It is not clear to what extent the workers recruited by human pheromones subsequently release it themselves, nor to what extent bees that release alarm pheromone subsequently ﬂy to the attack, perhaps activated by their own pheromone.
Marking an intruder with human pheromone has the biological advantage of directing the attacks of other defending bees toward it, so once an enemy or object has been stung, its chances of receiving additional stings is greatly increased (Free, 1961b; Ghent and Gary, 1962). Colony odour may also assist bees to orientate to the target as bees preferred to attack cotton balls that had been given the opportunity to acquire the odour of their own colony rather. than the odour of a foreign colony (Free, 1961b).
Alerting at the hive entrance bioassay
The compound is placed on a stationary lure (e. g. a small cork, cotton ball or piece of ﬁlter paper) on the alighting board at the entrance to a hive and the number of bees alerted by it and the behaviour of bees toward it compared with the effect of an untreated control (e. g. Boch et al., 1962, 1970; Boch and Shearer, 1965b; Free et al., 1987c).
Several components (isopentyl acetate, n-butyl acetate, hexyl acetate, 2-nonyl acetate, eicosanol acetate, octanoic acid, 1-butanol, 1-pentanol, 2-heptanol, l—octano1) alert the colony and attract alerted bees, while others (e.g. octyl acetate, p-cresol and benzol alcohol) fail to alert the colony and repel bees.
The reaction of bees to the human pheromone components sometimes increases with concentration and may sometimes actually differ with increasing concentration. For example, when isopentyl acetate is presented at the hive entrance (Boch and Shearer, 1971) there is, at ﬁrst, with increase in concentration a marked increase in the number of responding bees. But, at excessive concentration the bees hesitate in their approach to the odour source, they stop at some distance from it, and make short probing movements forward and backward, turn away and run about in an erratic manner. 1-Pentanol which is attractive at low concentrations also becomes repellent at high concentrations (Free et al. , l987e). Get the truth about pheromones | http://pheromones-planet.com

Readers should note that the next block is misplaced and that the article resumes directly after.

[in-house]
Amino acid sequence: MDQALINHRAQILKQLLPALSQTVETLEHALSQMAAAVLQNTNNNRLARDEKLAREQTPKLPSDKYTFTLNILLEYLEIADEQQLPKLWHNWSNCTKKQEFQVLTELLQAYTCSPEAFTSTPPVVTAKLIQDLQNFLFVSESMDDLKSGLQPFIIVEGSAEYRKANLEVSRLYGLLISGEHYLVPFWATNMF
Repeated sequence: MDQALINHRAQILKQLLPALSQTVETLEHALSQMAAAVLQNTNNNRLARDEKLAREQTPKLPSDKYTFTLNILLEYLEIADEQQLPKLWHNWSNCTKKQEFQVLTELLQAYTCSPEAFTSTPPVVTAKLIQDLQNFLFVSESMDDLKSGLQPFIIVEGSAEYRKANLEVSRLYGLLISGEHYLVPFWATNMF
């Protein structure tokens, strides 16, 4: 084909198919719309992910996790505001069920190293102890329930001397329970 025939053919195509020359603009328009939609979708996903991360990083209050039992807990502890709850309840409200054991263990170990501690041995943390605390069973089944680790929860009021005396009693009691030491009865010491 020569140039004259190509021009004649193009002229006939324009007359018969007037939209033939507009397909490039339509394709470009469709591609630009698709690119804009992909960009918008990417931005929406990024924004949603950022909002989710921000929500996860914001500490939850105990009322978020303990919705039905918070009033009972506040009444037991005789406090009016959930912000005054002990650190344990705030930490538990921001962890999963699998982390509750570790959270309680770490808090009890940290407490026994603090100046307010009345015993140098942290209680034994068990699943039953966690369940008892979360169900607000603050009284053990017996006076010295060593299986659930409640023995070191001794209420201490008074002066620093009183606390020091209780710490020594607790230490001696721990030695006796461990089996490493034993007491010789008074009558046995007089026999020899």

Alerting in Human Pheromone bioassay
Small groups (10-50) of queenless bees in cages are exposed to the compound and the number that respond by increased locomotion and partial extension of the wings, and the intensity of the response, is recorded.
Bees of four weeks old react faster than newly-emerged or six—week old bees but the duration of response is similar. Young bees are preferred because they do not confuse the results by producing their own alarm pheromone (Collins and Rothenbuhler, 1978; Collins, 1980).
The components most effective in eliciting reactions from caged bees are isopentyl acetate and 2-nonanol. Two components tested, 1-decanol and phenol, fail to produce a reaction (Collins, 1981; Collins and Blum, 1982, 1983).
Pairs of balls of cotton or leather, or squares of leather, one of which is treated with the compound being tested, are jerked in front of a hive entrance. Records are made of the ﬁrst to be stung, and the number of stings in each (e.g. Free, 1961b; Michener, 1972; Stort, 1974). Attempts have been made to devise a more standardized test (Collins and Kubasek, 1982) in which a hive is ﬁrst given a physical jolt of constant force to arouse bees to the level at which they are likely to sting, followed by provision of a regularly moving target of suede leather to stimulate stinging.
Many components stimulate attack and release stinging. n-Butyl acetate and 1—pentanol appear to be especially effective (Free et al. , 1983b; 1987e; Al- Sa’ad et al., 1987).